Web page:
It’s been another roller coaster ride for gold again this week, with many traders speculators and investors now left wondering what are the primary drivers for the precious metal as it continues to lurch higher then lower, driven this way and that in some wild swings. Step back ten years and the price of gold was generally driven by the inverse relationship with the US dollar, underpinned with any inflationary pressures in the economy, safe haven status, and coupled with any temporary supply issues. Since then the world has changed with inflation a dim and distant memory, the inverse relationship with a managed dollar falling out of correlation, and other assets stepping in to take its place as a safe haven. Today, it was the turn of safe haven to take centre stage.
In overnight trading and into the London session on Globex, gold rose sharply higher as global tensions escalated with the GC December futures contract climbing to touch $1324 per ounce as investors bought the metal as a safe haven running for cover, a sentiment that was promptly reversed in the afternoon as the US markets opened, with risk assets taking the lead, and gold falling in parallel, ending the session as a long legged doji candle and a closing price of $1312.90. The precious metal now looks weak once again, and given the associated volumes of Wednesday and Thursday, which fell in a rising market, it will be no surprise to see gold sell off once again next week, given today’s price action, which signals indecision with a possible reversal in due course. Today was a classic example of a market driven by fear, and next week the puzzle will be trying to figure out what will be the driving the price action. It’s not an easy question to answer and the only constant throughout is volume. Whilst the ultimate driver may difficult to identify, volume is always clear and precise in forecasting the future direction of the market.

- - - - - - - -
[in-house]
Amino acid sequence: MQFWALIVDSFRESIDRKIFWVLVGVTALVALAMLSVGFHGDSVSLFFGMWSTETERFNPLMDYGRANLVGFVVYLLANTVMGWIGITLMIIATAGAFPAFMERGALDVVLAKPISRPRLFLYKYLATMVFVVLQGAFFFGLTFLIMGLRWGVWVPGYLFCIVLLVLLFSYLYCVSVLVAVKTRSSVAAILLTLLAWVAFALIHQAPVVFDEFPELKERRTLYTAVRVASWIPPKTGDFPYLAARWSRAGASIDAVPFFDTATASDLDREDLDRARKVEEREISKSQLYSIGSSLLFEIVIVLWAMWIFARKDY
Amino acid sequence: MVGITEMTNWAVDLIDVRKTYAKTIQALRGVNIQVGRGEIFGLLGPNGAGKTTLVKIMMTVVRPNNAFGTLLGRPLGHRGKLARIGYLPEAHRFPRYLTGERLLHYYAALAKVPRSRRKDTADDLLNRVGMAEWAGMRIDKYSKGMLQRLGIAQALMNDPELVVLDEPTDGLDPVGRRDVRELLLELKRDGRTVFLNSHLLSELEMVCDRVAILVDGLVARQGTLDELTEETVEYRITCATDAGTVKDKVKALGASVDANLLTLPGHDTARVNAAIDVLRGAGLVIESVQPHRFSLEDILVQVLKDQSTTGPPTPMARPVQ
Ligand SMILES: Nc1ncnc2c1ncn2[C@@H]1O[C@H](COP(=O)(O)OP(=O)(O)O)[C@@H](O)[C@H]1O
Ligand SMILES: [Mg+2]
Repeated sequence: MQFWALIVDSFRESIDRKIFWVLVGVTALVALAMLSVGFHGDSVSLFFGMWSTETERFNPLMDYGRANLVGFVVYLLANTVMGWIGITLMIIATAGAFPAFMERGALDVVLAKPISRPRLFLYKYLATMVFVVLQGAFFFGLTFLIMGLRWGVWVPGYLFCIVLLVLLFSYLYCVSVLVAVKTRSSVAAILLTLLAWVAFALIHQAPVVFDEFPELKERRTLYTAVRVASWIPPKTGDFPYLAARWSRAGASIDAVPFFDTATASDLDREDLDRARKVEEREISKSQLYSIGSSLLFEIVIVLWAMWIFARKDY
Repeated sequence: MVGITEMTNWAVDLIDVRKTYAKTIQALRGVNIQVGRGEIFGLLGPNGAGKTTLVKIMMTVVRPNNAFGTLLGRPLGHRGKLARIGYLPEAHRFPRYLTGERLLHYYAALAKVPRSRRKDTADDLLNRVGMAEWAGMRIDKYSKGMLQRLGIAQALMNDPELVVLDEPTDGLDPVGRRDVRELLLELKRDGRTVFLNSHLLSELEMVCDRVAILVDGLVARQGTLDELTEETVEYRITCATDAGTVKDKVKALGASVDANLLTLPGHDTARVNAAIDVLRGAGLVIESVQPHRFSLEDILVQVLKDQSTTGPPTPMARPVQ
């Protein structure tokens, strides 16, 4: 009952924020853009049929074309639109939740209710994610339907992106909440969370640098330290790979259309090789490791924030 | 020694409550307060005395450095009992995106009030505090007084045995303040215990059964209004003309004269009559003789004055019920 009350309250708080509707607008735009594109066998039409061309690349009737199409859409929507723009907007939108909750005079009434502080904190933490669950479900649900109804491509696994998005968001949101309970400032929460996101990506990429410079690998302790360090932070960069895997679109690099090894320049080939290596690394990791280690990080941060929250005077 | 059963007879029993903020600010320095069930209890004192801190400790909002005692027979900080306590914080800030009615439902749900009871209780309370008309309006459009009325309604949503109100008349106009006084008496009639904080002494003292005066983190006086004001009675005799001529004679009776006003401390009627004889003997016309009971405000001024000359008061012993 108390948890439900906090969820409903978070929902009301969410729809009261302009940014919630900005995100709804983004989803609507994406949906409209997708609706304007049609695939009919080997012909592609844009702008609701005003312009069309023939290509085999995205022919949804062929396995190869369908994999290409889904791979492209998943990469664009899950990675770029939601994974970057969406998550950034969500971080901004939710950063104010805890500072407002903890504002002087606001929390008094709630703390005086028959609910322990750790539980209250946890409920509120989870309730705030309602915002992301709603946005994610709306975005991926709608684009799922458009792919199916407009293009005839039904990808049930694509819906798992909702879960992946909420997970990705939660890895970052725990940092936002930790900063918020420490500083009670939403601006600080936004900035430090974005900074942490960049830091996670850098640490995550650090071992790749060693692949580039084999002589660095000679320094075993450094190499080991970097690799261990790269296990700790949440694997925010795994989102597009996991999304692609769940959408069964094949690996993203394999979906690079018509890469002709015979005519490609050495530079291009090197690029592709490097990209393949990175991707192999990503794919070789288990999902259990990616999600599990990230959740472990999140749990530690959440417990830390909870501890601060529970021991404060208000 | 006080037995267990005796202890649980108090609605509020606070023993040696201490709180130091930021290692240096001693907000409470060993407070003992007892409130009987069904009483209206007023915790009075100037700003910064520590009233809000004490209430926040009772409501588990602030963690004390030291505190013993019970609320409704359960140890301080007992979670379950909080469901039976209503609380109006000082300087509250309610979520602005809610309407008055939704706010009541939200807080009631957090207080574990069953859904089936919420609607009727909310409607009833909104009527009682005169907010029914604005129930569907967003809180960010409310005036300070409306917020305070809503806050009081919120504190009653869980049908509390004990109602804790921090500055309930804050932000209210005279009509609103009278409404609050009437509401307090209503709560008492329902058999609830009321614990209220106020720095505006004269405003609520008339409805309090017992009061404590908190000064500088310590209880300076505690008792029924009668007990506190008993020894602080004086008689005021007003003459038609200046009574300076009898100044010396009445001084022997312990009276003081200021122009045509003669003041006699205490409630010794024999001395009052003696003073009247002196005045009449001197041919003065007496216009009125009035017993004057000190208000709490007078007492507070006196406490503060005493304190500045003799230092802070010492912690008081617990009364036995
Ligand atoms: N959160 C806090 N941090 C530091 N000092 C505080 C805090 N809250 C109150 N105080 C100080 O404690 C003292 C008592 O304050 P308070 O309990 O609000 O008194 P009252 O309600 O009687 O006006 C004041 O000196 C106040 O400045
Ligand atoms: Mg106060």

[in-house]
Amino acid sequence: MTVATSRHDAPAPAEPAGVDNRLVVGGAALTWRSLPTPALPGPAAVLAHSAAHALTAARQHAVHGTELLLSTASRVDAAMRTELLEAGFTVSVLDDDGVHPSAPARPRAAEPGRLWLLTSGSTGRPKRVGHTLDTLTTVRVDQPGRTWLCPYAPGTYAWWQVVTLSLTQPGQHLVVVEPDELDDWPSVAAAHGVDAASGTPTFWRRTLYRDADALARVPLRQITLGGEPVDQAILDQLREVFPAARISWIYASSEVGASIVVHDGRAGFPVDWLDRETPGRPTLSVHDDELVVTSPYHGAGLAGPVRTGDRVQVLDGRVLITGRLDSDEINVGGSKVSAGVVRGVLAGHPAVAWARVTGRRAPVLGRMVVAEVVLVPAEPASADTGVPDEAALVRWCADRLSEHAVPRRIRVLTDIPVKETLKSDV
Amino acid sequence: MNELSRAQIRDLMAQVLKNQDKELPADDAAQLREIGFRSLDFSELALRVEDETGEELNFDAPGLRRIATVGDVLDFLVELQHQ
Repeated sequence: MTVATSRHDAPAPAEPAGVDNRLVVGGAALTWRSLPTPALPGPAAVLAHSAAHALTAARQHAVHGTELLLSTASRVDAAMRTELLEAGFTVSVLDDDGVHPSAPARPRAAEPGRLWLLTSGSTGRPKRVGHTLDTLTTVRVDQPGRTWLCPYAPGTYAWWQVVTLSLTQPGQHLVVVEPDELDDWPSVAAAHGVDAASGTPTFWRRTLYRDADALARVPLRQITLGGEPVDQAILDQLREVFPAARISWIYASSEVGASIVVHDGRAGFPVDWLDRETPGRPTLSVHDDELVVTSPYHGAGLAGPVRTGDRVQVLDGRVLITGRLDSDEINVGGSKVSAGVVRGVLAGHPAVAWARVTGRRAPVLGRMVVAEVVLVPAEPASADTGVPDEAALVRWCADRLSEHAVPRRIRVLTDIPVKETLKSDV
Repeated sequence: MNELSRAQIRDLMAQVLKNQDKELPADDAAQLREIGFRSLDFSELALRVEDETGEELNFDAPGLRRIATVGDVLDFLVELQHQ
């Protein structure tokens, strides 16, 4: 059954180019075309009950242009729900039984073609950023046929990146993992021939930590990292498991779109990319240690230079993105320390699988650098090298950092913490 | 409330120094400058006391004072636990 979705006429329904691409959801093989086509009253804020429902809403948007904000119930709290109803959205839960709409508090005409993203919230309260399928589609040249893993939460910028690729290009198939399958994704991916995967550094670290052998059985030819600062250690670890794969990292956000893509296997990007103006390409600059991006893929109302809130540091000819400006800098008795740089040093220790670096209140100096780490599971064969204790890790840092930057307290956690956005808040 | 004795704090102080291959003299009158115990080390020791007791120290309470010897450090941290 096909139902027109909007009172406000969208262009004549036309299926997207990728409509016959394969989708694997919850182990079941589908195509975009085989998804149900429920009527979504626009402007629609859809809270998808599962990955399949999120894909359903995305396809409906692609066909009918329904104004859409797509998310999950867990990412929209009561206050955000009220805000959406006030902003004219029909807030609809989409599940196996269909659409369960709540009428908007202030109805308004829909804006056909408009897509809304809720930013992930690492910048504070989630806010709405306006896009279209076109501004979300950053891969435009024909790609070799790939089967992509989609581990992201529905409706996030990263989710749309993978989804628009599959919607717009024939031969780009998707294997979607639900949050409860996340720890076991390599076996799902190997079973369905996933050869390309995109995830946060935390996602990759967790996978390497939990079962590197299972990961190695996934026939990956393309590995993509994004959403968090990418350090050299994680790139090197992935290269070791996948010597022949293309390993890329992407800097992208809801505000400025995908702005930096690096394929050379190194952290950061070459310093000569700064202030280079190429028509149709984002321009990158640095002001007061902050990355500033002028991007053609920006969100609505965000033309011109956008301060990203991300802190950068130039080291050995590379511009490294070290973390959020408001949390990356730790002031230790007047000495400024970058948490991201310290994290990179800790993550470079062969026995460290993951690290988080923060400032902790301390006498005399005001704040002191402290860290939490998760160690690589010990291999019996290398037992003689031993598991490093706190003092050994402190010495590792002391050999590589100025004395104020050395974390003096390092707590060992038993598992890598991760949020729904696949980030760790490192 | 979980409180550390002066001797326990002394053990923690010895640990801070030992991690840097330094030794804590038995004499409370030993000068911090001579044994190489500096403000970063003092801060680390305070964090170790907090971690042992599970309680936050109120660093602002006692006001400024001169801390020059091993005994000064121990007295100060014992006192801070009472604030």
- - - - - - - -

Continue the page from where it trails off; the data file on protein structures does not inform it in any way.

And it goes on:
By Anna Coulling